by Jon Mikelonis
Notorious in the Garage Forums under the username "FEandGoingBroke",
Gary Kitchens can be compared to "Norm" from Cheers
everytime he logs-in at www.fordmuscle.com. Always willing
to respond with a clever reply or one so steeped in innuendo
that it is only humorous to those in touch with Gary's heightened
sense of humor, everybody who has ever posted in the FordMuscle
forums has been touched by Gary.
Here's a shot of Gary taking a little body work break
while he and his father were thrashing to finish his sister's
Mustang in April 2007. Gary's true grit is apparent in
this shot, something tells us that his "STP"
shirt isn't one of those trendy "made-to-be-retro"
jobs you find at Target.
But don't judge
"FE" too quickly as a FordMuscle member looking
for attention or a just a friendly voice, Gary doubles as
a veteran Ford enthusiast with a great mix of mechanical know-how.
In fact, around FordMuscle, Gary Kitchens can best be described
as a valuable technical contributor with a load of personality.
Gary's mix of mechanical aptitude, drive, and generosity,
were recently made public in one great story he posted in
Garage Forum. The story was so impressive that the staff
decided to transform the saga into "permanent record"
by bringing it to the forefront for all to see.
In the summer of 1980, Sandy Kitchens (Gary's dad) bought
his daughter Helena a powder blue 1966 Mustang equipped with
a 200 cubic inch 1V 6 cylinder and a C4 transmission. A casualty
of a rear-end collision, the pony was purchased from an insurance
company for about $450. Sandy, a paint a body professional,
repaired the damaged car. Needless to say, at 16 years old,
Helena Kitchens loved the Mustang that propelled her through
the most impressionable years of her life.
By 1986 Helena was married with two children and taking on
of parenting with full force. That year, Helena's husband
Dawayne suggested it was time to sacrifice the Mustang for
a larger car to accommodate their growing family. Helena and
Dawayne would eventually have a total of five children, which
obsoleted the need for what is basically an extended two-seater.
Soon enough, Helena placed
a call to her dad (Sandy) and asked for permission to sell
the car he so lovingly gave to his teenage daughter back in
1980. Sandy told Helena that the Mustang was her car and ultimately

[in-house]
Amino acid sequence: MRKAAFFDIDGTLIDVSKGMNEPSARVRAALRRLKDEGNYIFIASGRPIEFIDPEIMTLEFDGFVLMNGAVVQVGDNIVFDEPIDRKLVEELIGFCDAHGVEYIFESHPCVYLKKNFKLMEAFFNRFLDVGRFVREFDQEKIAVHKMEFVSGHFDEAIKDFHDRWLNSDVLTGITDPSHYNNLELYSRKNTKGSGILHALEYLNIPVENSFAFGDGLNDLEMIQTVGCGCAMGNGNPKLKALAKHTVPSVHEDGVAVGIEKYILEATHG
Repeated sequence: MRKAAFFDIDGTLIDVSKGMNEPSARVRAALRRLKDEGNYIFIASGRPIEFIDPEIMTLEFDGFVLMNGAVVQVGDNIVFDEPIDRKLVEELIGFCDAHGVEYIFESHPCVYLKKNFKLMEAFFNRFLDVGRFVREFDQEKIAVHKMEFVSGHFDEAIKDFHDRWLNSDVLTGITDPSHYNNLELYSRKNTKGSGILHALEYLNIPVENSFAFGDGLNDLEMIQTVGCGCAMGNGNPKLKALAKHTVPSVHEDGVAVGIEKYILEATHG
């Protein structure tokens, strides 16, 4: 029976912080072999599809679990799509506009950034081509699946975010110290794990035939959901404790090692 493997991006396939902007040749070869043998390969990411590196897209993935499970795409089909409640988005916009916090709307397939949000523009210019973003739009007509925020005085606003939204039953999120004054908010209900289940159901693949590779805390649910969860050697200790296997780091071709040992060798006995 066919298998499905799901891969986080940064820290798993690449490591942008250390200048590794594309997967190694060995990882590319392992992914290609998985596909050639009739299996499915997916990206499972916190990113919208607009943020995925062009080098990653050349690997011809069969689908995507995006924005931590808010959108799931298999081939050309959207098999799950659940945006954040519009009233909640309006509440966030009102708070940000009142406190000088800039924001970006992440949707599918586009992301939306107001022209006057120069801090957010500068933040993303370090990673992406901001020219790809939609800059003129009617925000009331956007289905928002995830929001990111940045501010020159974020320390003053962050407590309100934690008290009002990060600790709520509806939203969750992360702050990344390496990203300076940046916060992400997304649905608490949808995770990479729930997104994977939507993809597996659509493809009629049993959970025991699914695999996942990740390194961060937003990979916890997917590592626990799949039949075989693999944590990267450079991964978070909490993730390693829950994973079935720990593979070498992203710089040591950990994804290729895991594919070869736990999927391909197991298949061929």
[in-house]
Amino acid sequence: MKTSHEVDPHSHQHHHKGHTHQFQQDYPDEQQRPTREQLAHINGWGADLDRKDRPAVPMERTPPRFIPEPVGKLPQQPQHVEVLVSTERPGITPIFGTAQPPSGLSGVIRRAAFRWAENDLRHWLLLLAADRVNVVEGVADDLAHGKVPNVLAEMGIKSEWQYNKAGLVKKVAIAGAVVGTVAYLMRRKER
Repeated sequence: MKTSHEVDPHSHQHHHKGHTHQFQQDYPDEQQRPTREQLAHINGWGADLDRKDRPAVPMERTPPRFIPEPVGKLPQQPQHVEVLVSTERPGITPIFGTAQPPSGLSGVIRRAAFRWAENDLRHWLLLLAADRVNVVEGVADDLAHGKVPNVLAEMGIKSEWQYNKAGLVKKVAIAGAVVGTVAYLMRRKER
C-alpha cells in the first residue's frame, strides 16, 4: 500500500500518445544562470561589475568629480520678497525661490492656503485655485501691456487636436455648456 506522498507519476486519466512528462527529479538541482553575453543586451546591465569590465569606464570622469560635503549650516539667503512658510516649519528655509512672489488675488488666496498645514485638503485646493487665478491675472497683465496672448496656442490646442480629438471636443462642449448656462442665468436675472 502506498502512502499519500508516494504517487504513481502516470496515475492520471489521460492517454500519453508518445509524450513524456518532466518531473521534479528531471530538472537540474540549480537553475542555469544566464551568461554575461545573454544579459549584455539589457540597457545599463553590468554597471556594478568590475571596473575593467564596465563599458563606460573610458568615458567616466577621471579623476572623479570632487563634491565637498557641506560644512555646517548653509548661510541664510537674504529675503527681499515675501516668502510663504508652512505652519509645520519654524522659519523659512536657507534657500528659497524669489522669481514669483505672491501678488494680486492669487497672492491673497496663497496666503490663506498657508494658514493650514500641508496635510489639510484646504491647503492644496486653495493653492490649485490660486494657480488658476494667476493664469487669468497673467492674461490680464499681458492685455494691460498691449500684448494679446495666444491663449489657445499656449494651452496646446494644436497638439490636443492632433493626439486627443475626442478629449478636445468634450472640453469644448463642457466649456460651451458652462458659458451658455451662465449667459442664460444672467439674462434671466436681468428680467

the decision to keep or sell it was hers. The car sold and
life went on. However, deep in the subconscious mind of Helena's
wonderful husband was a nagging feeling that he'd never been
forgiven for initiating the sale of the Mustang. Seventeen
years later, Dawayne began his quest to get his wife Helena
a proper replacement 1966 Mustang.
In early 2004, Dawayne found a Mustang
he could afford that wouldn't show up on the Helena's financial
radar. Once purchased, Dawayne took the car to his father-in-law's
place to begin the restoration. It was a rusty, banged up,
1966, 289-2V, 3-speed car which started life in green then
was mercilessly traded for brown, then yellow, then black
and eventually red with none of the previous paint removed
before each re-spray. While it was a horrible mess of a job,
Sandy hit it hard every other weekend until he was unexpectedly
hospitalized for five months. Everything went into a holding
pattern as Gary and Helena's father could not work like he
used to. Ever since the hospitalization, the Mustang project
progressed very slowly.
stumbled across this 1966 Mustang in Vacaville, CA. It
would become the replacement for the car his sister unwillingly
sold 27 years ago.
In March 2006, during a lazy Saturday afternoon out hunting
artifacts at local yard sales, Gary stumbled across an exact
replica of the car his dad gave to his sister 27 years ago.
Sitting under boxes of yardsale material and piles of plumbing
supplies was a Mustang patiently waiting for Gary to come
and rescue. All it took was $500 bucks.
Three months later while visiting his
father in Seattle, Gary took a peek in the garage to check
on the progress of the "red-brown-black-yellow-green"
Mustang that was supposed to be gifted to Helena. The car
was in such disarray that Gary immediately gave his brother-in-law
the baby blue '66 that Gary found in Vacaville, with a promise
that he'd restore it for Helena. Gary wasn't about to let
anybody give his baby sister the atrocious pile that his father
was working on... 289 or not. While a much better foundation
to work with, the baby blue Mustang still needed work before
it could be presented to Helena. Let's take a look at what
Gary pulled off.
Here's a shot of the '66 Gary scored at a yard sale. The
Mustang wasn't a driver when he bought it.
A call in to roadside assistance brought the car to his
driveway at Travis AFB. That's Gary's 61 four-door Falcon
peaking in from the top left of the photo.
The Mustang's factory I-6 was intact but in need of some
In no time at all the motor was on an engine stand in
Gary's driveway, ready for tear down.
for Port Orchard, Washington)